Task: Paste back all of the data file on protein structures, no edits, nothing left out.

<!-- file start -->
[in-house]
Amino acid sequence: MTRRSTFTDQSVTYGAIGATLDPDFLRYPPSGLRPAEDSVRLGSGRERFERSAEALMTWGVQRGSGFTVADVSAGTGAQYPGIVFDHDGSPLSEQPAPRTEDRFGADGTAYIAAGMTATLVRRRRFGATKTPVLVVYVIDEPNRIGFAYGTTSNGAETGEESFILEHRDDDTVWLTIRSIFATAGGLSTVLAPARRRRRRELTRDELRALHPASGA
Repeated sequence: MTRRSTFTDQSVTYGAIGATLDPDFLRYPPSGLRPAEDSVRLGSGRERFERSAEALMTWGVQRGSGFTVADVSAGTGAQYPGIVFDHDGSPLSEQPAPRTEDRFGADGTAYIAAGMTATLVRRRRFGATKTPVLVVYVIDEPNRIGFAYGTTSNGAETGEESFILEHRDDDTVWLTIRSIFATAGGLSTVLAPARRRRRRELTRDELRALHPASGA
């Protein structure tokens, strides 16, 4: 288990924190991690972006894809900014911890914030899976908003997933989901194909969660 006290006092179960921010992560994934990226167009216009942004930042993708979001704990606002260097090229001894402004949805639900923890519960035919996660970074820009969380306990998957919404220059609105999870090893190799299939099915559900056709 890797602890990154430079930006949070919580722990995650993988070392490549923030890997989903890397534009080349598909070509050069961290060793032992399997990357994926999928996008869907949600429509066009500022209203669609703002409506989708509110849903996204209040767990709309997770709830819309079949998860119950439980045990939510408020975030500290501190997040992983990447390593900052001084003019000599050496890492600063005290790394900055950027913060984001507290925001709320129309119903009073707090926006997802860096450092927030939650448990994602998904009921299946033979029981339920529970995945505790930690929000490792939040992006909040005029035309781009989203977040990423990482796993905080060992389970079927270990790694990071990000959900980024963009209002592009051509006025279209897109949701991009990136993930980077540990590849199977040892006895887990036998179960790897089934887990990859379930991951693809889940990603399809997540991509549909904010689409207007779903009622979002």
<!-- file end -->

[in-house]
Amino acid sequence: MTRRSTFTDQSVTYGAIGATLDPDFLRYPPSGLRPAEDSVRLGSGRERFERSAEALMTWGVQRGSGFTVADVSAGTGAQYPGIVFDHDGSPLSEQPAPRTEDRFGADGTAYIAAGMTATLVRRRRFGATKTPVLVVYVIDEPNRIGFAYGTTSNGAETGEESFILEHRDDDTVWLTIRSIFATAGGLSTVLAPARRRRRRELTRDELRALHPASGA
Repeated sequence: MTRRSTFTDQSVTYGAIGATLDPDFLRYPPSGLRPAEDSVRLGSGRERFERSAEALMTWGVQRGSGFTVADVSAGTGAQYPGIVFDHDGSPLSEQPAPRTEDRFGADGTAYIAAGMTATLVRRRRFGATKTPVLVVYVIDEPNRIGFAYGTTSNGAETGEESFILEHRDDDTVWLTIRSIFATAGGLSTVLAPARRRRRRELTRDELRALHPASGA
């Protein structure tokens, strides 16, 4: 288990924190991690972006894809900014911890914030899976908003997933989901194909969660 006290006092179960921010992560994934990226167009216009942004930042993708979001704990606002260097090229001894402004949805639900923890519960035919996660970074820009969380306990998957919404220059609105999870090893190799299939099915559900056709 890797602890990154430079930006949070919580722990995650993988070392490549923030890997989903890397534009080349598909070509050069961290060793032992399997990357994926999928996008869907949600429509066009500022209203669609703002409506989708509110849903996204209040767990709309997770709830819309079949998860119950439980045990939510408020975030500290501190997040992983990447390593900052001084003019000599050496890492600063005290790394900055950027913060984001507290925001709320129309119903009073707090926006997802860096450092927030939650448990994602998904009921299946033979029981339920529970995945505790930690929000490792939040992006909040005029035309781009989203977040990423990482796993905080060992389970079927270990790694990071990000959900980024963009209002592009051509006025279209897109949701991009990136993930980077540990590849199977040892006895887990036998179960790897089934887990990859379930991951693809889940990603399809997540991509549909904010689409207007779903009622979002």